How 'Mass' Director's 'Obsession' With School Shootings Created an Oscars Contender

New American drama Mass arrives in movies theaters on Friday but that's only because of the drive, will and pockets of the writer and director Fran Kranz.

The Dollhouse actor was the driving force behind this new movie which tells the story of a tense meeting where the parents of a victim of a school shooting come face-to-face with the parents of the shooter.

Jason Isaacs, Ann Dowd, Martha Plimpton and Reed Birney star in Mass, which has received rave reviews and is out in theaters now.

Newsweek sat down with Kranz to discuss his "obsession" with the subject matter, how he finished filming despite running out of money, and how he's keeping cool despite Oscar buzz.

Understanding Mass Shootings

"When I initially started reading about the subject, it came out of just a real pure desire to understand what was going on and why these terrible things were happening and why they kept kept happening." Kranz is referring to mass shootings, in particular mass school shootings in the United States.

"I was just sort of obsessed with the subject matter of, you know, basically mass shootings in America," he said.

Mass doesn't focus on the actual event of a mass shooting which could easily be dramatized in a Hollywood movie; instead Kranz shows the repercussions. Mass shows those left behind, focusing on the parents whose worst fears are realized. We see the story of a meeting between two sets of parents who lost their children. But one was a victim, and the other a perpetrator.

Writer and director Kranz started "obsessively" reading books and articles relating to mass shootings which led him to the idea of looking at this alternative side of the story.

The reaction to this moving film has been powerful so far, and Kranz believes he knows why. He told Newsweek: "The way it seems to be resonating with people, in a sense we want to see humans behave this way, we want to see people reconcile, we want to see people repair relationships, we want to see people forgive because we want it in our own lives, if and when we need it."

Mass behind the scenes
Fran Kranz directs Martha Plimpton for a scene in "Mass." Bleecker Street Media

Running Out of Money During Production

Forgiveness doesn't come easy though as tensions rise between the four individuals sitting around the table in Mass. In a film that's low on theatrics, the script and dialogue drive the plot, which is lucky when considering the monetary foundations Mass was built on.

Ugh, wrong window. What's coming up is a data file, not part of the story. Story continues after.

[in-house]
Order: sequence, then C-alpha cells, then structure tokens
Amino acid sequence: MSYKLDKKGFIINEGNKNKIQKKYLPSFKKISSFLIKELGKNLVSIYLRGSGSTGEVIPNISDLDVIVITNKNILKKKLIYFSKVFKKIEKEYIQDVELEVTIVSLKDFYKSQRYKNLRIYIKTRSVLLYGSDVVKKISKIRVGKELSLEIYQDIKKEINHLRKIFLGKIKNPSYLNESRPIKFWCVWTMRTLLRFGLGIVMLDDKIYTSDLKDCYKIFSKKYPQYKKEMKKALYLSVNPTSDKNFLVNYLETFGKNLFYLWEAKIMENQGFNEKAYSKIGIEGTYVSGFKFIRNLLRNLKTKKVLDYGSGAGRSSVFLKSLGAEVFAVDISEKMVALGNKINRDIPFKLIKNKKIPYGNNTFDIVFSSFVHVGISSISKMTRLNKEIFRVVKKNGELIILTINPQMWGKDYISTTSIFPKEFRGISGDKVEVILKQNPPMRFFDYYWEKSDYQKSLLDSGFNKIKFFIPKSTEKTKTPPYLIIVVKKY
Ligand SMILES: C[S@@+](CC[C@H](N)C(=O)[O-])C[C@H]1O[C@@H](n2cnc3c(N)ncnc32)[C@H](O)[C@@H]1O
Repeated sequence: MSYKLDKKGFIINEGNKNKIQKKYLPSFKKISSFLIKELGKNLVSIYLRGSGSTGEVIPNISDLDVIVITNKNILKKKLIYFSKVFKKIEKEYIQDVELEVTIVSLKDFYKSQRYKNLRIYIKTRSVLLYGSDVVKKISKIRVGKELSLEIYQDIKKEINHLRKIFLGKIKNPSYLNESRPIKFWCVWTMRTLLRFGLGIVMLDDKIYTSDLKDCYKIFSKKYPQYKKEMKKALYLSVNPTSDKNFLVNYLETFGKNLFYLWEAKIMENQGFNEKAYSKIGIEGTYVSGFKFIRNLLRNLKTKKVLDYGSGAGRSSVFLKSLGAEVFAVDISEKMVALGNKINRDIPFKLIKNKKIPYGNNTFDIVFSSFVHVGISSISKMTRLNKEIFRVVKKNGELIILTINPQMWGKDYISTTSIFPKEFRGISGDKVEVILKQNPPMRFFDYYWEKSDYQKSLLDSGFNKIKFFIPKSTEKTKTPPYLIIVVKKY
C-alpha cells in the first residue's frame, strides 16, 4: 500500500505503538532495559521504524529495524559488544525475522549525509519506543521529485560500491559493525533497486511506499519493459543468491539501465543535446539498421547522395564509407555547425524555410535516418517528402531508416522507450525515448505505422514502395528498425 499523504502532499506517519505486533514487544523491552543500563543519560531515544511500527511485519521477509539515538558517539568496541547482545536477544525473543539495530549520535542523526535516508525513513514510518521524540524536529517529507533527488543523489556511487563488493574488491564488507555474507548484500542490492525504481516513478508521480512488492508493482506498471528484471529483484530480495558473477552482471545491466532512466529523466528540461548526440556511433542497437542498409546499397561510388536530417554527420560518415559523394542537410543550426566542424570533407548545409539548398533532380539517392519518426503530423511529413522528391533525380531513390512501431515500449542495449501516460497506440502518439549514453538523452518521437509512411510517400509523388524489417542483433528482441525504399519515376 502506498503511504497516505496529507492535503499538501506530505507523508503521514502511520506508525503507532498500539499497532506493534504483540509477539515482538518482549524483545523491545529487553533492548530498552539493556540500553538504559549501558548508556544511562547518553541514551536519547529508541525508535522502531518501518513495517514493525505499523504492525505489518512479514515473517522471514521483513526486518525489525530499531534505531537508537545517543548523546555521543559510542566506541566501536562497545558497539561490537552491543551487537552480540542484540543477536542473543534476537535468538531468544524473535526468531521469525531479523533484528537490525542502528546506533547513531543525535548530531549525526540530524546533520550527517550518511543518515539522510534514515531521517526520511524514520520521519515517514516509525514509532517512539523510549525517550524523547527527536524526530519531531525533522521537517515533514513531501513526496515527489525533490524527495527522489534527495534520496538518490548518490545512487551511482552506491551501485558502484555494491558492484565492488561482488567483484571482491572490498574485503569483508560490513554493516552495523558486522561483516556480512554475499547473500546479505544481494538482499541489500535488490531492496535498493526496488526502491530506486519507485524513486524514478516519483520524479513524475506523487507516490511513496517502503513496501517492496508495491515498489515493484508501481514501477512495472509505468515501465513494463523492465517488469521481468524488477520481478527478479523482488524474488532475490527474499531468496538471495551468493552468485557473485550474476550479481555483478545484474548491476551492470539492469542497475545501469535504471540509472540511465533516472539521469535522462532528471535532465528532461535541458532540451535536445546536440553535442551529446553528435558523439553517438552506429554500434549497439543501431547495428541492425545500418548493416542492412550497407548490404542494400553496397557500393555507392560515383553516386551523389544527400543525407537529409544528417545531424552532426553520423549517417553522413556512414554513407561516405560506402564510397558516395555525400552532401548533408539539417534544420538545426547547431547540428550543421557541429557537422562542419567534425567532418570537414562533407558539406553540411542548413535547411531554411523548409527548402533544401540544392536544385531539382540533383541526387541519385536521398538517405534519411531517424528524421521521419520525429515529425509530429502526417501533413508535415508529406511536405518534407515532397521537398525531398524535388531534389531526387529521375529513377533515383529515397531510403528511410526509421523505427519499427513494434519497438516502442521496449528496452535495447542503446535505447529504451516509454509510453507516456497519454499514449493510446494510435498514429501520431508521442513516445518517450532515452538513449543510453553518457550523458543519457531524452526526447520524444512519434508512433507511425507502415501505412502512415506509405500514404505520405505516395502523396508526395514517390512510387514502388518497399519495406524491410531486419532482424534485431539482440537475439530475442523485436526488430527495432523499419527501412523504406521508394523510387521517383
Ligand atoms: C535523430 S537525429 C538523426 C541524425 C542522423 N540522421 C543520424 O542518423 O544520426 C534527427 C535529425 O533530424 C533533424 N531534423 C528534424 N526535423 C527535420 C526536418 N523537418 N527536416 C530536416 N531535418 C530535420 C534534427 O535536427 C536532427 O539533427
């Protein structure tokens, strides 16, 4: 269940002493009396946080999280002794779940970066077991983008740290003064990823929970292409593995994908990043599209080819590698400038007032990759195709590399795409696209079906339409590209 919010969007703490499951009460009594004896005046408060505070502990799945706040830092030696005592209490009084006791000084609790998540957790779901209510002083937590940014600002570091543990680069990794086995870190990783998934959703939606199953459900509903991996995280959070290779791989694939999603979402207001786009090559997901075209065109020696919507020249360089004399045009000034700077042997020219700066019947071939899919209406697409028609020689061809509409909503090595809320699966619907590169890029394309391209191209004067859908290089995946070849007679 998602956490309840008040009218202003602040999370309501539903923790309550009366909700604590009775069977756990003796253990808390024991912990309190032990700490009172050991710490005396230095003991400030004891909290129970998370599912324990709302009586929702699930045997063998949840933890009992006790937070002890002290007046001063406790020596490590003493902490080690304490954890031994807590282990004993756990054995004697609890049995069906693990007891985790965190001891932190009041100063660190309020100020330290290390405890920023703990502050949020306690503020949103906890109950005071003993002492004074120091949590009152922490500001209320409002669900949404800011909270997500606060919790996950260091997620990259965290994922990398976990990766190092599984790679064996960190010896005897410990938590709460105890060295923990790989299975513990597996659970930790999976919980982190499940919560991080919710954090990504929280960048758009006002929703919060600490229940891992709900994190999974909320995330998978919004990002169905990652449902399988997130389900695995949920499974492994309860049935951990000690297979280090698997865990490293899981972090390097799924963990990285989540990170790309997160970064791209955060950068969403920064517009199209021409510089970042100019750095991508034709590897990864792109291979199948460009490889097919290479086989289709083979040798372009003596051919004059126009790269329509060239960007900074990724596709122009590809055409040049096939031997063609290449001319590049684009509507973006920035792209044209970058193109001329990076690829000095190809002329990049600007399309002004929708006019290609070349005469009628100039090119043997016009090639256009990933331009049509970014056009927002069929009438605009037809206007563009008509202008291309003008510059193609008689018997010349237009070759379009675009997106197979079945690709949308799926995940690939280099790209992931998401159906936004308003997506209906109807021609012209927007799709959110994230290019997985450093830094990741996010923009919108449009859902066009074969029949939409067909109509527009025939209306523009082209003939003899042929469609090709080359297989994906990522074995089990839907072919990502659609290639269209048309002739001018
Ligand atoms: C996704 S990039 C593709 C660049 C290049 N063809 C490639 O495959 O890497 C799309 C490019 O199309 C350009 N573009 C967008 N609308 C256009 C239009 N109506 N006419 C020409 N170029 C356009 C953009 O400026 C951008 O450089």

Once Kranz set his mind to the task, he was faced with the reality of financing the movie—something that was easier said than done. Kranz admitted: "I financed a lot of it. I just created a bank account one day and put $30,000 into it and started telling people I was partially financed. It never ends. I shouldn't name names, but we now have multiple distributors in all different territories around the world now."

Mass behind the scenes shot
Fran Kranz had to partly finance his movie himself. Bleecker Street Media

He continued: "We went into this film with a SAG [Screen Actors Guild] ultra low budget, you know, that's $250,000 and below. We shot it, and then we raise more money to get beyond that. Then we kind of ran out of money by the end of principal photography.

"But it truly was a passion project for, I think, everyone involved. That kind of spirit and motivation is really contagious, and, I think it kind of carried us through this whole process," Kranz said.

Oscar Buzz for 'Mass'

Fortunately for Kranz, the cast and the dedicated crew behind Mass, the initial reactions have been astoundingly positive. After a run on the film festival circuit across America, Canada, Spain, Switzerland and the U.K, hype is starting to build ahead of its release in movie theaters.

Variety recently included Mass in its top 30 films in contention for Best Picture at the 2022 Academy Awards.

"[The reaction] has been overwhelming. I mean, really so much has to go right. I've been in so many movies that I felt really strongly about and they just don't turn out. And you know, so far we've had so many breaks and so many things have gone right for us."

While positive reactions are impossible to ignore according to Kranz, he recalls some useful advice he received from an acting legend. He said: "I worked with Philip Seymour Hoffman on Death of a Salesman on Broadway and when we were in previews, and when the reviews came out, he said to everyone, 'good reviews don't help your performance' and so that's always stuck with me.

"It's hard not to go check out Rotten Tomatoes, or listen to Oscar predictions but you end up just paying attention to the negative things. So I tune out compliments from people because it won't help."

Mass is available to watch in select movie theaters across the United States now.

Mass behind the scenes
"Mass" features four parents who've suffered the tragedy of losing their child in a school shooting. Bleecker Street Media